Anti-vaxxer label could stop people getting jabs, health chief warns
- Credit: Archant
Suffolk’s public health chief has urged caution on labelling people anti-vaxxers, so as not to drive them further away from getting a Covid-19 jab.
Thursday’s Health and Wellbeing Board meeting was told that around 1,000 people in the county had a first dose of the coronavirus vaccine last week, with around 1,700 getting their second.
Latest data indicates that 87pc of eligible people in the county have had a jab, but people are continuing to come forward.
Health bosses are keen to address disparities across the county, with data earlier this week indicating that one in five people in parts of Lowestoft were yet to be vaccinated, and one in four in east Suffolk yet to have their boosters.
Men are also more likely to refuse a vaccine than women, according to the team.
Suffolk’s director of public health, Stuart Keeble, has urged caution on labelling people as anti-vaxxers.
“I know some people are concerned sometimes and say surely if people have had the chance now they are not going to take it up, but I don’t actually agree with that,” he said.
- 1 Teen warned jail sentence 'almost inevitable' for cocaine dealing
- 2 Chance of a bargain as home goes under the hammer for £60,000
- 3 Two men in 20s arrested after serious Lowestoft assault
- 4 Artist's impression gives glimpse of how £14.7m Cultural Quarter could look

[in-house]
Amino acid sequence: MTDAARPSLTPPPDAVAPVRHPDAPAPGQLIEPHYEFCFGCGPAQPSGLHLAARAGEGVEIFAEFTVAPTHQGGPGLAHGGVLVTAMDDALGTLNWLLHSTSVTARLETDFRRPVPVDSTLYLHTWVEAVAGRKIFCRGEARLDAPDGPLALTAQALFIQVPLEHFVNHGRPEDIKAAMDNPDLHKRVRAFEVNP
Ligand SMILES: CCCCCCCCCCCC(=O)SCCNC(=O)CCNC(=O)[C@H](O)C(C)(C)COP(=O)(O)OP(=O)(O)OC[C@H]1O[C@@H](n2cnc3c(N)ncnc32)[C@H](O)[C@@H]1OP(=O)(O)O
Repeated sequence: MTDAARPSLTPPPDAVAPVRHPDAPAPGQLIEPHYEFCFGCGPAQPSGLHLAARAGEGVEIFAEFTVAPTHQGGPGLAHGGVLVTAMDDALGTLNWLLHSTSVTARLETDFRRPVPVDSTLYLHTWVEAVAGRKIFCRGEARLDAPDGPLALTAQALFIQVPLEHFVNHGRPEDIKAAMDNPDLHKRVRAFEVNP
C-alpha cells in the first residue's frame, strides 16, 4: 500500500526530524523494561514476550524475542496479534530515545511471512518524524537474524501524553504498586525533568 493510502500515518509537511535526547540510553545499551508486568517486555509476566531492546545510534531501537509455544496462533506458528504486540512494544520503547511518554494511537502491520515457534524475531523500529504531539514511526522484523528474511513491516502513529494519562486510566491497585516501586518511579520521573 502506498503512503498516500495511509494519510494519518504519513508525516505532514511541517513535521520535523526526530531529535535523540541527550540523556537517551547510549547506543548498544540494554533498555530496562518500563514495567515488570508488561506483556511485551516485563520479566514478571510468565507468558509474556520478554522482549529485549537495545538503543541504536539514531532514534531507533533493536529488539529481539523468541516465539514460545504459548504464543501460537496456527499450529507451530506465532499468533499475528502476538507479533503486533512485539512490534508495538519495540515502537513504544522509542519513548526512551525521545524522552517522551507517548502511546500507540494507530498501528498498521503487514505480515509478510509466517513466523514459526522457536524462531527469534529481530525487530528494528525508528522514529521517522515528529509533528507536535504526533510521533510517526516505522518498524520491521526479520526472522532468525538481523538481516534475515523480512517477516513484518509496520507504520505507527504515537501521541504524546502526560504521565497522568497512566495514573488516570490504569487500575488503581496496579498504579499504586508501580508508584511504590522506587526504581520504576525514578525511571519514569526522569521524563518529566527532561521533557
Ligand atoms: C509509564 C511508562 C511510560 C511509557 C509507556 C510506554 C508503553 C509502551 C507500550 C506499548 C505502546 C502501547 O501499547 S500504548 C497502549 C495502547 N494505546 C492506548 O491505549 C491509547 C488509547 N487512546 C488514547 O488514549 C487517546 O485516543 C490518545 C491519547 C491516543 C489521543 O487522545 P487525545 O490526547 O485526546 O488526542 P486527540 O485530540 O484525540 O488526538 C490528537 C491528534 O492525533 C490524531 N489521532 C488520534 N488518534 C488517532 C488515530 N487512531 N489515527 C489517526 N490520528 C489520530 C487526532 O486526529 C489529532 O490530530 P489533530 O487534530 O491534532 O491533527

- 5 Man denies robbing alleged victim of mobile phone
- 6 New Taco Bell restaurant 'will make a real difference to vibrancy' of town
- 7 New hair salon opens up with its very own puppy on the premises
- 8 Lowestoft woman wanted by police on recall to prison
- 9 Retail park nuisance drivers cause misery with 'revving and noisy exhausts'
- 10 Iceland offers over 60s discount on shopping bill every week
“I think we need to be careful about labelling people anti-vax as actually life is complex and people sometimes it takes them a while to make a decision.
“We need to be there and support with conversations to help those people to make sure we don’t drive further inequalities going forward.”
Mr Keeble said some people will have had Covid-19 over Christmas which meant they had to wait 28 days before getting a jab, while the mandatory inoculation for health workers due to come in from April may also trigger some more vaccinations.
He said: “Last week it was about 1,000 people had a first jab and 1,700 had their second so that offer is still very much there.
“It is important to push the message there is no judgement about it. If people want to come and get their vaccine they are there and also people are there to have a conversation if they want to come and have a conversation first.”
He added: “It is now about the conversations – the individual conversations are what is going to really push this forward”.